7. I would assume bus lanes to be key here, if for nothing more than enabling Metro to do more with their existing drivers and buses by not having them stuck in traffic Making the buses more productive. It boggles my mind how much time is lost with a 80-100 person bus stuck in SOV traffic and waiting at lights.

  7. An update from a question I asked a few weeks ago (and a golf clap for Metro): the 15x in the 7:35 route (at Ballard and Market) has switched to the accordian-esque double bus after running a short bus that was standing room only.

    1. All AM peak trips on the 15x were already designated as 60ft equipment. If a 40ftr was showing up, it was because that what was available.

  8. Kent now wants the I-5 alternative? I thought Kent wanted 99, and Federal Way and Des Moines wanted I-5.

    1. The 99 alternative is all but useless to Kent? I-5 is at least a little closer to them. Why would Kent want that?

      1. Riding a bus from anywhere in Kent to the middle of the freeway or riding it down the hill to 99 makes almost no difference, except there is actually the possibility to access services and businesses on 99.

      2. They want 5 and not 99 because they’d rather have a borderline useless route in 20 years than an extremely useful route in 22 years.

      3. Because Kent owns the east side of SR99 down to 260th and even protrudes onto the west side for a few blocks at a few places along the roadway. In other words, Kent has valuable real estate that might have been used for dense development with an addtional Link station say at 250th and SR 99. But that won’t happen now.

      4. It can still happen if Kent zones for it. RapidRide is still there, the college is nearby, the population is increasing, and people want walkable choices without having to leave south King County.

  9. I hope the viaduct does end up being condemned before the tunnel is anywhere near complete, and the successful execution of the contingency plan shows Seattle that it can in fact live with one less freeway.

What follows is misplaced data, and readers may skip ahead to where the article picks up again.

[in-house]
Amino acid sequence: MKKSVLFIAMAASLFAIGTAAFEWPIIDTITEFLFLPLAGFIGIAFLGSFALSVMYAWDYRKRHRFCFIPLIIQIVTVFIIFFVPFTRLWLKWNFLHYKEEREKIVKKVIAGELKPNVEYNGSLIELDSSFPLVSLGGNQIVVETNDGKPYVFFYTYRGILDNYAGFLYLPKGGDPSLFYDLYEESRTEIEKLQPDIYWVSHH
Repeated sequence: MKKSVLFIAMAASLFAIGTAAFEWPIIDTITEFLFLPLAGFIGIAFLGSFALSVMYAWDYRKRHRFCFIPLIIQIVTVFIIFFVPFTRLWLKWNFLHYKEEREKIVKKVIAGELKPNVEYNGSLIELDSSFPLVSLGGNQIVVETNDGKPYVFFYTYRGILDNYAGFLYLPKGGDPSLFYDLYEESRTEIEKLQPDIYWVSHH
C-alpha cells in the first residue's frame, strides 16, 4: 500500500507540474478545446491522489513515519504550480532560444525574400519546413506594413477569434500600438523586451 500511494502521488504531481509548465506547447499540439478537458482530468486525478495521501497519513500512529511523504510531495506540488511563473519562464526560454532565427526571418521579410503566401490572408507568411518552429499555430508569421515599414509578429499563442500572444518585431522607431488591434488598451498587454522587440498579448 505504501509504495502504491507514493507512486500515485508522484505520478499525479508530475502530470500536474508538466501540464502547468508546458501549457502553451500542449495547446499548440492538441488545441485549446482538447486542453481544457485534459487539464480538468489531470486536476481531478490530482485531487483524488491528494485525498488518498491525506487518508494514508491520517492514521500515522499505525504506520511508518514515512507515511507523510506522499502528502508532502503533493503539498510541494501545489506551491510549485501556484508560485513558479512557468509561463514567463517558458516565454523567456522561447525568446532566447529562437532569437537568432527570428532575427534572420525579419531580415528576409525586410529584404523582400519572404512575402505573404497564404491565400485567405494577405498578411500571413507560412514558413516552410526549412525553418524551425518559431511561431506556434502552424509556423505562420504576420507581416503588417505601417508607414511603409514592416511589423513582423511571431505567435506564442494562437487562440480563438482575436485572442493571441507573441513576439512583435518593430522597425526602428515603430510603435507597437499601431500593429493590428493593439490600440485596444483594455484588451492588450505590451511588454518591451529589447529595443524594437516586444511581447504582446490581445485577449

1. … and we’ll be able to connect the street network across Aurora, which otherwise will probably be pushed back to the 2019-2020 timeframe at earliest.

      Fuck the fucking tunnel and every fucker that pushed it through.

  10. I wish that John Talton, whom I respect, had added a cautionary paragraph on another “mobility” problem:

    The fact that as the term used to be understood in this country, the chance of most people’s ability to change their social condition any direction but downward has come to an end.

    It’s not so much that the cost of living and working in our rejuvenating cities is so high. It’s that for the exact years that re-urbanization has gained steam, the average person’s wages have left most people’s wages far below the ability to either live, work, or eat dinner.

    In Europe the cities have always been what our suburbs have been for recent decades: communities “gated” by income, in addition to race and ethnicity.

    Our own attempts at equality right now look threadbare and hypocritical. Europe forthrightly never had them. There, it’s natural for residence in the suburbs, whatever each country calls them, to carry same resonance there as “ghetto” does here: a serious downside to any transit line between the two worlds.

    Probably chief cause for current worrisome Middle Eastern travel and career plans for young Europeans tired of life in the suburbs.

    So moving the “Keep Out” signs to the other side of the fence improves nothing. And in our case, brings to our cities the exact conformity of lifestyle and attitude that some really great sit-coms used to make fun of.

    And in classic Continental style, no pretense of anybody ill-paid having any reason to be there at all.

    One really good thing, though: the brave and creative young people who used to run away to Seattle will now flee to places like Bellevue, Medina, Kirkland and Lynnwood. Giving these places their first chance in decades of being what Seattle, San Francisco used to.

    Mark Dublin

    1. Except that even European suburban ghettos have better transit than Seattle’s most urban neighborhoods, so they can get to the city center and anywhere in the region whenever they want to. The problem is that they don’t want to because the rest of the city doesn’t want them around, to the extent that that occurs.

      1. … which proves that mass transit by itself is often irrelevant to the problem, as Mark is pointing out. People in Seattle can get around, too; it sometimes takes a while, but we can. Transportation difficulties can pose a challenge to social mobility, but the barriers are social and economic as well as physical.